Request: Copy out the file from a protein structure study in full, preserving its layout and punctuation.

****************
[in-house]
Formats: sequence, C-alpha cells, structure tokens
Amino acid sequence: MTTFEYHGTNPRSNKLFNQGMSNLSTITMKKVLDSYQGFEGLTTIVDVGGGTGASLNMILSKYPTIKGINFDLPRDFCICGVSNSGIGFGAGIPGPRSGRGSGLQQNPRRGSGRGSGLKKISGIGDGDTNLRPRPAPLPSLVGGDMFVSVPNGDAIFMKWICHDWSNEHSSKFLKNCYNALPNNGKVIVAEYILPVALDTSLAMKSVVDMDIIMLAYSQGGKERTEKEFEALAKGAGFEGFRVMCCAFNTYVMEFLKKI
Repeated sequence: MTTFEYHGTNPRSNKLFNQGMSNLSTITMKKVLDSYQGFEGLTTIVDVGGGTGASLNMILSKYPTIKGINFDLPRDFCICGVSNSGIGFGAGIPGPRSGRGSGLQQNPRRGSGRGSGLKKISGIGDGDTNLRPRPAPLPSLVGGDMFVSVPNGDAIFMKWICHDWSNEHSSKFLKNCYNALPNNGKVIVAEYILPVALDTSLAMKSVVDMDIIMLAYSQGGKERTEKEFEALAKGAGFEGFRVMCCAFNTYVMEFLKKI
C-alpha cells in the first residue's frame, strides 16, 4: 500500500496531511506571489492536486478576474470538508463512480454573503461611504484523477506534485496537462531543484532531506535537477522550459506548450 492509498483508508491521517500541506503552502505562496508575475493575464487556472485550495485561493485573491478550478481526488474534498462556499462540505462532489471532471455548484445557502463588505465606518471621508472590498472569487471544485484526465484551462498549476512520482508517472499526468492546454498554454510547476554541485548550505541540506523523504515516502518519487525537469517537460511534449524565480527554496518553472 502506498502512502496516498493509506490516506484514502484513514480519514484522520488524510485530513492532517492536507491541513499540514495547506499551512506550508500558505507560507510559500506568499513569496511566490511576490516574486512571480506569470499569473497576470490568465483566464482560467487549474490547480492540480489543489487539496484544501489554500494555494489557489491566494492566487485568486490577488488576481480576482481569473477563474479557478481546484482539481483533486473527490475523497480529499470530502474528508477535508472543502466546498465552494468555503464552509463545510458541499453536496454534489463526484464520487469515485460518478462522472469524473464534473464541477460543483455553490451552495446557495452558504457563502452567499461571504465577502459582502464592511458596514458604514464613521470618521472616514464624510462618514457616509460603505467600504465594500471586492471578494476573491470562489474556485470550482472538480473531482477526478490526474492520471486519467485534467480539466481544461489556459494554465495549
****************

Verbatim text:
[in-house]
Formats: sequence, C-alpha cells, structure tokens
Amino acid sequence: MTTFEYHGTNPRSNKLFNQGMSNLSTITMKKVLDSYQGFEGLTTIVDVGGGTGASLNMILSKYPTIKGINFDLPRDFCICGVSNSGIGFGAGIPGPRSGRGSGLQQNPRRGSGRGSGLKKISGIGDGDTNLRPRPAPLPSLVGGDMFVSVPNGDAIFMKWICHDWSNEHSSKFLKNCYNALPNNGKVIVAEYILPVALDTSLAMKSVVDMDIIMLAYSQGGKERTEKEFEALAKGAGFEGFRVMCCAFNTYVMEFLKKI
Repeated sequence: MTTFEYHGTNPRSNKLFNQGMSNLSTITMKKVLDSYQGFEGLTTIVDVGGGTGASLNMILSKYPTIKGINFDLPRDFCICGVSNSGIGFGAGIPGPRSGRGSGLQQNPRRGSGRGSGLKKISGIGDGDTNLRPRPAPLPSLVGGDMFVSVPNGDAIFMKWICHDWSNEHSSKFLKNCYNALPNNGKVIVAEYILPVALDTSLAMKSVVDMDIIMLAYSQGGKERTEKEFEALAKGAGFEGFRVMCCAFNTYVMEFLKKI
C-alpha cells in the first residue's frame, strides 16, 4: 500500500496531511506571489492536486478576474470538508463512480454573503461611504484523477506534485496537462531543484532531506535537477522550459506548450 492509498483508508491521517500541506503552502505562496508575475493575464487556472485550495485561493485573491478550478481526488474534498462556499462540505462532489471532471455548484445557502463588505465606518471621508472590498472569487471544485484526465484551462498549476512520482508517472499526468492546454498554454510547476554541485548550505541540506523523504515516502518519487525537469517537460511534449524565480527554496518553472 502506498502512502496516498493509506490516506484514502484513514480519514484522520488524510485530513492532517492536507491541513499540514495547506499551512506550508500558505507560507510559500506568499513569496511566490511576490516574486512571480506569470499569473497576470490568465483566464482560467487549474490547480492540480489543489487539496484544501489554500494555494489557489491566494492566487485568486490577488488576481480576482481569473477563474479557478481546484482539481483533486473527490475523497480529499470530502474528508477535508472543502466546498465552494468555503464552509463545510458541499453536496454534489463526484464520487469515485460518478462522472469524473464534473464541477460543483455553490451552495446557495452558504457563502452567499461571504465577502459582502464592511458596514458604514464613521470618521472616514464624510462618514457616509460603505467600504465594500471586492471578494476573491470562489474556485470550482472538480473531482477526478490526474492520471486519467485534467480539466481544461489556459494554465495549